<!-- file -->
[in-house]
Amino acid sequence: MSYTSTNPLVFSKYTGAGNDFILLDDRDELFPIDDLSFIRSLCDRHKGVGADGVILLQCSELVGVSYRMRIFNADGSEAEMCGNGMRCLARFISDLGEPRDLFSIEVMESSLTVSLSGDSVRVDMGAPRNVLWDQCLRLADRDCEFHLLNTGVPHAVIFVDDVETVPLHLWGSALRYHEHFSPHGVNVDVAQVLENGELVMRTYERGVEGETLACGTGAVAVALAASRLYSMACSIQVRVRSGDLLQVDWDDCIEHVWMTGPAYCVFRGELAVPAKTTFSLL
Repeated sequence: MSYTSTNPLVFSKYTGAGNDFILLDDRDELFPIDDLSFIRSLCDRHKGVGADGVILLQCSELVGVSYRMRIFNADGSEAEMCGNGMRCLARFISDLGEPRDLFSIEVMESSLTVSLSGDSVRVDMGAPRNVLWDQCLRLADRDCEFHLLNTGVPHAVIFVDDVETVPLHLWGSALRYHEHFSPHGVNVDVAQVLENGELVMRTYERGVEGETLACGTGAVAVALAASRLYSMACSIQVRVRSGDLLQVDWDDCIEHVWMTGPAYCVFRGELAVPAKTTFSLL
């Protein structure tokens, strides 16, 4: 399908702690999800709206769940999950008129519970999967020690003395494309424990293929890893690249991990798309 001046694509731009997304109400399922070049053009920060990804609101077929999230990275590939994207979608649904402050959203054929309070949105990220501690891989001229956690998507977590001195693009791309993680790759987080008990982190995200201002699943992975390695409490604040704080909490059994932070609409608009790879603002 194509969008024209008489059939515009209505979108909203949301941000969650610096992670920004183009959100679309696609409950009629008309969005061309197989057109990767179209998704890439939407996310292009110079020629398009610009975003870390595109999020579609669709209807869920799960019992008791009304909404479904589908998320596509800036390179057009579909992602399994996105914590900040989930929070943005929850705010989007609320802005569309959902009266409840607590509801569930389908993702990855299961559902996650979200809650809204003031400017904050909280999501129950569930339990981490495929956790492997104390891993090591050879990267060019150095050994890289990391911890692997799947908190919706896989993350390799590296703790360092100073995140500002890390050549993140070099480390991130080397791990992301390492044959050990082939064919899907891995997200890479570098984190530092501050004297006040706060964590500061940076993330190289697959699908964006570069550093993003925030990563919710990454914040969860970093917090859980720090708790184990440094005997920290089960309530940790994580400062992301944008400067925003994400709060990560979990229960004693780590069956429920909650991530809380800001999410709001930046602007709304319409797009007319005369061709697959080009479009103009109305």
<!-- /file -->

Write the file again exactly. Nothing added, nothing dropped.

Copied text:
[in-house]
Amino acid sequence: MSYTSTNPLVFSKYTGAGNDFILLDDRDELFPIDDLSFIRSLCDRHKGVGADGVILLQCSELVGVSYRMRIFNADGSEAEMCGNGMRCLARFISDLGEPRDLFSIEVMESSLTVSLSGDSVRVDMGAPRNVLWDQCLRLADRDCEFHLLNTGVPHAVIFVDDVETVPLHLWGSALRYHEHFSPHGVNVDVAQVLENGELVMRTYERGVEGETLACGTGAVAVALAASRLYSMACSIQVRVRSGDLLQVDWDDCIEHVWMTGPAYCVFRGELAVPAKTTFSLL
Repeated sequence: MSYTSTNPLVFSKYTGAGNDFILLDDRDELFPIDDLSFIRSLCDRHKGVGADGVILLQCSELVGVSYRMRIFNADGSEAEMCGNGMRCLARFISDLGEPRDLFSIEVMESSLTVSLSGDSVRVDMGAPRNVLWDQCLRLADRDCEFHLLNTGVPHAVIFVDDVETVPLHLWGSALRYHEHFSPHGVNVDVAQVLENGELVMRTYERGVEGETLACGTGAVAVALAASRLYSMACSIQVRVRSGDLLQVDWDDCIEHVWMTGPAYCVFRGELAVPAKTTFSLL
């Protein structure tokens, strides 16, 4: 399908702690999800709206769940999950008129519970999967020690003395494309424990293929890893690249991990798309 001046694509731009997304109400399922070049053009920060990804609101077929999230990275590939994207979608649904402050959203054929309070949105990220501690891989001229956690998507977590001195693009791309993680790759987080008990982190995200201002699943992975390695409490604040704080909490059994932070609409608009790879603002 194509969008024209008489059939515009209505979108909203949301941000969650610096992670920004183009959100679309696609409950009629008309969005061309197989057109990767179209998704890439939407996310292009110079020629398009610009975003870390595109999020579609669709209807869920799960019992008791009304909404479904589908998320596509800036390179057009579909992602399994996105914590900040989930929070943005929850705010989007609320802005569309959902009266409840607590509801569930389908993702990855299961559902996650979200809650809204003031400017904050909280999501129950569930339990981490495929956790492997104390891993090591050879990267060019150095050994890289990391911890692997799947908190919706896989993350390799590296703790360092100073995140500002890390050549993140070099480390991130080397791990992301390492044959050990082939064919899907891995997200890479570098984190530092501050004297006040706060964590500061940076993330190289697959699908964006570069550093993003925030990563919710990454914040969860970093917090859980720090708790184990440094005997920290089960309530940790994580400062992301944008400067925003994400709060990560979990229960004693780590069956429920909650991530809380800001999410709001930046602007709304319409797009007319005369061709697959080009479009103009109305």